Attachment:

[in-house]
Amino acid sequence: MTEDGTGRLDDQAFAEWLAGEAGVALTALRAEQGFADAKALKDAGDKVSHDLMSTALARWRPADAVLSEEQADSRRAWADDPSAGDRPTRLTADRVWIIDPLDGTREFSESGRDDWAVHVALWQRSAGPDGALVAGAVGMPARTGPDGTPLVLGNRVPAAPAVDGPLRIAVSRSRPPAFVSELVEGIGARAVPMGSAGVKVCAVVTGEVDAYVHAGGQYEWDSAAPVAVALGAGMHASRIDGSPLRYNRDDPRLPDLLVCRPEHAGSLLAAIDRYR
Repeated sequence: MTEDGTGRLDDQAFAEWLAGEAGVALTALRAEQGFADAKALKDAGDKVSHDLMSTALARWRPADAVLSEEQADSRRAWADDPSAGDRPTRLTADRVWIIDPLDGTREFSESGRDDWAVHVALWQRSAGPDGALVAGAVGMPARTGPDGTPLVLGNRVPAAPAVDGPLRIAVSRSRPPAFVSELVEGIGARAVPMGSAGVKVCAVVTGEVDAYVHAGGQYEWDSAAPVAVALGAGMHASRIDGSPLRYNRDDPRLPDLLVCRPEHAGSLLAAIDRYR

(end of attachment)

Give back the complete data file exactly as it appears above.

[in-house]
Amino acid sequence: MTEDGTGRLDDQAFAEWLAGEAGVALTALRAEQGFADAKALKDAGDKVSHDLMSTALARWRPADAVLSEEQADSRRAWADDPSAGDRPTRLTADRVWIIDPLDGTREFSESGRDDWAVHVALWQRSAGPDGALVAGAVGMPARTGPDGTPLVLGNRVPAAPAVDGPLRIAVSRSRPPAFVSELVEGIGARAVPMGSAGVKVCAVVTGEVDAYVHAGGQYEWDSAAPVAVALGAGMHASRIDGSPLRYNRDDPRLPDLLVCRPEHAGSLLAAIDRYR
Repeated sequence: MTEDGTGRLDDQAFAEWLAGEAGVALTALRAEQGFADAKALKDAGDKVSHDLMSTALARWRPADAVLSEEQADSRRAWADDPSAGDRPTRLTADRVWIIDPLDGTREFSESGRDDWAVHVALWQRSAGPDGALVAGAVGMPARTGPDGTPLVLGNRVPAAPAVDGPLRIAVSRSRPPAFVSELVEGIGARAVPMGSAGVKVCAVVTGEVDAYVHAGGQYEWDSAAPVAVALGAGMHASRIDGSPLRYNRDDPRLPDLLVCRPEHAGSLLAAIDRYR